Organisers of the Summit
The summit was organised by the Committee of Vice-Chancellors/Association of Vice- Chancellors of Nigerian Universities (CVC/AVCNU) and TrustAfrica, Dakar, Senegal with logistic support from the National Universities Commission (NUC) under the auspices of the Federal Ministry of Education.
Objectives of the Summit
The overall aim of the Summit was to build an effective platform and network for the revitalisation of the Nigerian higher education system and identifying appropriate reform issues and strategies related to its diversity, differentiation and quality assurance for greater relevance to the country’s emancipation and sustainable development.
The specific objectives were;
1. To develop, through expert knowledge and consensus, a comprehensive globally credible and locally relevant/reflective framework for diversifying, differentiating and categorizing higher education institutions in Nigeria;
2. To develop appropriate legislation for sustainable differentiation and diversification mechanisms, and for transiting from one type of institution to another, to limit academic drift and mission creep in the system.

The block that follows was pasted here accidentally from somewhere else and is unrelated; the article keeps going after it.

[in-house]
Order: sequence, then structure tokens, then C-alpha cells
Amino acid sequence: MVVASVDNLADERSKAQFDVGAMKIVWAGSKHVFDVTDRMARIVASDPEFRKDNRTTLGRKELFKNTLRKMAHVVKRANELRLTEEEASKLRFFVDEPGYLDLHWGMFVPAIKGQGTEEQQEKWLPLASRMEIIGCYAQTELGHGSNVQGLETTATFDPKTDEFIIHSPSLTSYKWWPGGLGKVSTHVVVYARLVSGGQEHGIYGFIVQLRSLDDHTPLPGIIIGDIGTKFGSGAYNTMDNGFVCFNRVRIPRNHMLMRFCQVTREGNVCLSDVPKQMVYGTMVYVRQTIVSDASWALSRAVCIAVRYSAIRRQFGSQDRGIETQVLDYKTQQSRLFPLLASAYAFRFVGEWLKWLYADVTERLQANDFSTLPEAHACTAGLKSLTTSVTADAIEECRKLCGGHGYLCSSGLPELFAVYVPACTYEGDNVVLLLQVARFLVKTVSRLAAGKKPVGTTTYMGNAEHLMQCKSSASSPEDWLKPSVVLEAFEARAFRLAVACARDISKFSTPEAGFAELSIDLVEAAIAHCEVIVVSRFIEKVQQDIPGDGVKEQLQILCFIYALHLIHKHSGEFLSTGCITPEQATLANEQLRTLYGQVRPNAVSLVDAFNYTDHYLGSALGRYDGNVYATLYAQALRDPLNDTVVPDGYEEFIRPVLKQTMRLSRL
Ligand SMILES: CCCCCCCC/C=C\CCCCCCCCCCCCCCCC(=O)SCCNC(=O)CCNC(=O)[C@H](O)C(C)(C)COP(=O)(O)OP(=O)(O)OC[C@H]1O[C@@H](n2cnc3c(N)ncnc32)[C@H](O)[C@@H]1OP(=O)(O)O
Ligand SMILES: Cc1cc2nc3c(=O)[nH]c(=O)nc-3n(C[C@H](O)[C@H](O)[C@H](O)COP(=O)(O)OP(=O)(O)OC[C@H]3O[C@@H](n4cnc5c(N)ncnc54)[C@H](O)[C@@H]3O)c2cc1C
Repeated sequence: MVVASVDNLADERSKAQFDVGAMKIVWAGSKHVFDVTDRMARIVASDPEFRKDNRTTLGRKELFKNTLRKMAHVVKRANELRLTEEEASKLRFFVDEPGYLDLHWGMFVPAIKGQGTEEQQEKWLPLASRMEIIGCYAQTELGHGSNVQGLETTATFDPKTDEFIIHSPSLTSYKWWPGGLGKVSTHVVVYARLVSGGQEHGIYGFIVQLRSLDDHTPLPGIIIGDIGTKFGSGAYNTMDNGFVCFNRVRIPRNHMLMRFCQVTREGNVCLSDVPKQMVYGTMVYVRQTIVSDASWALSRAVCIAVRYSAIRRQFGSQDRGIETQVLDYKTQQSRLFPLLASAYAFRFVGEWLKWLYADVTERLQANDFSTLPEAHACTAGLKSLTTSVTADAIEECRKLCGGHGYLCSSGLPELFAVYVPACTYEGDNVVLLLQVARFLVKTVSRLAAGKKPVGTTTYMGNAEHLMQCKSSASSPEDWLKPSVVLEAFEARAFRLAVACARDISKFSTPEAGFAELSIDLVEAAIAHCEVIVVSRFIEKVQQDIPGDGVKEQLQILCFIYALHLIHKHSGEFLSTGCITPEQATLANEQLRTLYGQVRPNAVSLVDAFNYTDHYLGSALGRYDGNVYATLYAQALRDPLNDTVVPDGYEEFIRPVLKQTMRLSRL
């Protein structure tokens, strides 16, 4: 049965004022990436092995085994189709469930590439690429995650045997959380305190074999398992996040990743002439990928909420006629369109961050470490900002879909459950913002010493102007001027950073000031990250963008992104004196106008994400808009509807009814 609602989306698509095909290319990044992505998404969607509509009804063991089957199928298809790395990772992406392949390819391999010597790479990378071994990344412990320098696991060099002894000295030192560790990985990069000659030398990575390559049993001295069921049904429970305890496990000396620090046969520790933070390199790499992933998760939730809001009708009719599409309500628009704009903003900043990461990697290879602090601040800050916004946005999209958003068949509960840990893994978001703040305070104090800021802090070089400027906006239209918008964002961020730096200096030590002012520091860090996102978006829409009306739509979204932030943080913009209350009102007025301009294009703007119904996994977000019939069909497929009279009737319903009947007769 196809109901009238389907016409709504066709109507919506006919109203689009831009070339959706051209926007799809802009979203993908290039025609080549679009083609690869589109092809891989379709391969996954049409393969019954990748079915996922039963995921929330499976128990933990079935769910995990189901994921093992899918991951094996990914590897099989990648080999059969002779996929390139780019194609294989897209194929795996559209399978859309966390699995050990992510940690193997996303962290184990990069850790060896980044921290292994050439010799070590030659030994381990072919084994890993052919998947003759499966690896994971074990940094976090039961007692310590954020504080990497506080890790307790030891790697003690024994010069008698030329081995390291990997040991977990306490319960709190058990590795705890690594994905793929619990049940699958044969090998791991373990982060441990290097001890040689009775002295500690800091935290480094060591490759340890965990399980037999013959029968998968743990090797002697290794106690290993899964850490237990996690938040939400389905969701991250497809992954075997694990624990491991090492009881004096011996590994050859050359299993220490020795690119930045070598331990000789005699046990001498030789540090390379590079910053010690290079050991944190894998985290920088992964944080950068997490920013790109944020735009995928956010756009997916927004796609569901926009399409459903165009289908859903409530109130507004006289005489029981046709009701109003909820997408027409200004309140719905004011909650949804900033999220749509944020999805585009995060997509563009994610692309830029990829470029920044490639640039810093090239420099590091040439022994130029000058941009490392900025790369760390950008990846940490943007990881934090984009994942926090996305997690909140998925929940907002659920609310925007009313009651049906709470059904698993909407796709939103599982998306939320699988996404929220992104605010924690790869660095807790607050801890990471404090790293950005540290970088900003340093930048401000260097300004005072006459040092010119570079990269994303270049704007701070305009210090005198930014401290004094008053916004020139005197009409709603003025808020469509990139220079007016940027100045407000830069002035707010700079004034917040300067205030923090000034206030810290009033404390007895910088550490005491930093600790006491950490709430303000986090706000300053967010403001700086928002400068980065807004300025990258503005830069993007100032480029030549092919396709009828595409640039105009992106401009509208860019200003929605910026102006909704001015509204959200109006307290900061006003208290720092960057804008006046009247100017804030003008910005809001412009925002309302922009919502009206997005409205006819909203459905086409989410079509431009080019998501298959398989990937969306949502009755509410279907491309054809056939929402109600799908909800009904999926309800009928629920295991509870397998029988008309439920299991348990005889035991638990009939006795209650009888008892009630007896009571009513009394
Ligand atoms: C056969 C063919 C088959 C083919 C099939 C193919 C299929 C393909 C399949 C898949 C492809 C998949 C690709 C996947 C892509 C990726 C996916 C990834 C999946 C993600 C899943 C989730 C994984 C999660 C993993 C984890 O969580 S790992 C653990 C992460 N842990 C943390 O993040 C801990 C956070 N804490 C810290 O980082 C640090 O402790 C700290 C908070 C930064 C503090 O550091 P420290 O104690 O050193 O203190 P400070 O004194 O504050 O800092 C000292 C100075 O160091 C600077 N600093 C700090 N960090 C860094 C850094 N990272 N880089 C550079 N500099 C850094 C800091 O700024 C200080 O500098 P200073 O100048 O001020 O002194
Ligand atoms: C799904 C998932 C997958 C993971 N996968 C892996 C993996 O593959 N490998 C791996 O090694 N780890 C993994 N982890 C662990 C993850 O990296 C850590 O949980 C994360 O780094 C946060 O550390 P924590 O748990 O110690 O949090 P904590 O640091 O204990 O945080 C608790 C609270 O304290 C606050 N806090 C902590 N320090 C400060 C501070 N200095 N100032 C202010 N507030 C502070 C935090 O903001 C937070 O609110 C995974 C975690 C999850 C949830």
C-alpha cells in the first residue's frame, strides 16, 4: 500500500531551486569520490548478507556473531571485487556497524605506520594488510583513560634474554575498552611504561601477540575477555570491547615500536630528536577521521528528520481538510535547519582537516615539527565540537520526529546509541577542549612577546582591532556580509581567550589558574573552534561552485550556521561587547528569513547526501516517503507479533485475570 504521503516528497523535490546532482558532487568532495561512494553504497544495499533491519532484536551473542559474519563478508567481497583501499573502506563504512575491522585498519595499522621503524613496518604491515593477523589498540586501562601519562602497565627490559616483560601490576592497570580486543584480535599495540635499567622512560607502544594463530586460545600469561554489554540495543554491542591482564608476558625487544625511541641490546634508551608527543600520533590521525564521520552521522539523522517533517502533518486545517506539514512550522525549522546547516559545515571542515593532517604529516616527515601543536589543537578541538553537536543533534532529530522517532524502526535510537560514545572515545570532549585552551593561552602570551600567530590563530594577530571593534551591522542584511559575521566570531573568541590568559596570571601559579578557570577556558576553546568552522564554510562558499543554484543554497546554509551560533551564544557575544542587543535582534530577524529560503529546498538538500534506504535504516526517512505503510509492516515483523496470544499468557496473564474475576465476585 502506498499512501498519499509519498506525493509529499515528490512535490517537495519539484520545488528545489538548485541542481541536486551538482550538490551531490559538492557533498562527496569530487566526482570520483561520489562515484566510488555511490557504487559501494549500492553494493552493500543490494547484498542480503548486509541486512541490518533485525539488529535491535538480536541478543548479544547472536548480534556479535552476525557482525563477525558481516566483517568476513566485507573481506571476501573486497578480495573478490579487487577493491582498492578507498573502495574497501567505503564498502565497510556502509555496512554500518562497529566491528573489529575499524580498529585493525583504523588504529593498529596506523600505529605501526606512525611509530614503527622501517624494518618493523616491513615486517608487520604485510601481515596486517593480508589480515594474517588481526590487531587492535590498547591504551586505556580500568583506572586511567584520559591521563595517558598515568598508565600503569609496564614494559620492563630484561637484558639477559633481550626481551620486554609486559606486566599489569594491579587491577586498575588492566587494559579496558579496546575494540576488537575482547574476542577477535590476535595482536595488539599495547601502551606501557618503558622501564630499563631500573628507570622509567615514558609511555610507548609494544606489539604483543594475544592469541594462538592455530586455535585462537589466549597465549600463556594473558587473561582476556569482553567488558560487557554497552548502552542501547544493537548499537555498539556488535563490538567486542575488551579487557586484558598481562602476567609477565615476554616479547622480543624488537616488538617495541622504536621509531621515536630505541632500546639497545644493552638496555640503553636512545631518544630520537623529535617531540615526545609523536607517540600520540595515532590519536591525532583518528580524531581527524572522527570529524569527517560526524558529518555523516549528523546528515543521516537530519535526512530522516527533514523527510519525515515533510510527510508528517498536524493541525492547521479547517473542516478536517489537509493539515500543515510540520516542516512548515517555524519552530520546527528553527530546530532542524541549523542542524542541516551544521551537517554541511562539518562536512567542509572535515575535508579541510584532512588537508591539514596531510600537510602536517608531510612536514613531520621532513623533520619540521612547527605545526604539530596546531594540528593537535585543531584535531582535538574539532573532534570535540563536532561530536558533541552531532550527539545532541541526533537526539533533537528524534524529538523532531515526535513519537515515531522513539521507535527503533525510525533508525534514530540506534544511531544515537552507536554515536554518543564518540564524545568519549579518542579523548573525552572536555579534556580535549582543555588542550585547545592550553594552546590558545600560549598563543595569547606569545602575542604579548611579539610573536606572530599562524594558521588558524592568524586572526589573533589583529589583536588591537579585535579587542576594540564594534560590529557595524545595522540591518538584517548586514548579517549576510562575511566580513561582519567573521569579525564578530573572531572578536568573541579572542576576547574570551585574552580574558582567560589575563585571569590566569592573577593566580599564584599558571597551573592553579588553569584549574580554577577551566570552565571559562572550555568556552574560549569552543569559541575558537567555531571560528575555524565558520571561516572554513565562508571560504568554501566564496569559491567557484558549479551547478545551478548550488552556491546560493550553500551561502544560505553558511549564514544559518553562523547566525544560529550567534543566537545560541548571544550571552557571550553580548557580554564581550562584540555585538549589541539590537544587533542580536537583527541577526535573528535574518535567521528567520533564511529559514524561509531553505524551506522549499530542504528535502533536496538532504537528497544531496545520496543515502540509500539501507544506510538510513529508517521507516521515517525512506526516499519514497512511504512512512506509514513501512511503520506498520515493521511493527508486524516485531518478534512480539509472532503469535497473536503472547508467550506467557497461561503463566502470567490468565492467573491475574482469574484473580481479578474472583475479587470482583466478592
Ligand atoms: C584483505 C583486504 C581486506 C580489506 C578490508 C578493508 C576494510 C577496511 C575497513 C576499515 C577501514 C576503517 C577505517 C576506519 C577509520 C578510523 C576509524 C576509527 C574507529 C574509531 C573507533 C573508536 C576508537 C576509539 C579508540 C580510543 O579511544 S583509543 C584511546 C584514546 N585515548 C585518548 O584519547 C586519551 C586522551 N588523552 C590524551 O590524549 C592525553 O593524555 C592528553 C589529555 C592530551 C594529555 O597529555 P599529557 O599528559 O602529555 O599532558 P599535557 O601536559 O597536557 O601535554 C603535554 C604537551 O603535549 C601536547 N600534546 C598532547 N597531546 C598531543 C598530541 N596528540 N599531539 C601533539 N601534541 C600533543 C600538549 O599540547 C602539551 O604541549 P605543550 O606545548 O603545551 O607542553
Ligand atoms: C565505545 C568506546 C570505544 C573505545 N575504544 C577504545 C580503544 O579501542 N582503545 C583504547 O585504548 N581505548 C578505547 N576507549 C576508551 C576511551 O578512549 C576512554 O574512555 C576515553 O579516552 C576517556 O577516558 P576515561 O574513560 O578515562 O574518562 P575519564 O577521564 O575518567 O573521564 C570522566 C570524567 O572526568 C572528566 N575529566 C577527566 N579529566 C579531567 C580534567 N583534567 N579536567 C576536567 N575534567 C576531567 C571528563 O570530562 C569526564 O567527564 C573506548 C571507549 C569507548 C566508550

3. To propose policy recommendations and implementation strategies for harmonisation, leveraging and prioritisation of ICT and e-resources.
4. To provide policy and engagement frameworks to assist the ten new African Centres of Excellence (ACEs), and similar centres of excellence (CoEs) in Nigeria achieve the purpose of their establishment.
The Nigerian Higher Education Sector has grown rapidly since independence (from 3 to 152 Universities; 1 to over 200 Polytechnics and Monotechnics and 3 to over hundred and fifty Colleges of Education/ NCE awarding institutions) facilitated by rising population and growing demand, expansion of the Nigerian economy and need for skilled labour.
Despite this growth, the HEIs sector faces serious challenges such as poor quality, inadequate infrastructure, out-dated pedagogies, low levels of funding, quality and quantum of scholarly productivity, and global competitiveness. That while the Nigerian higher education sector is characterised by growing diversification and differentiation, the various components do not operate as an integrated system.
Nigeria’s nearly 500 HEIs exhibit divergent missions, visions and values, patterns of access, enrolment and equity, systems of management, governance and accountability, financing and budgeting models, quality of teaching and learning pedagogies and infrastructure, levels of training for academic staff and research productivity, and forms of national, regional and international collaborations and partnerships.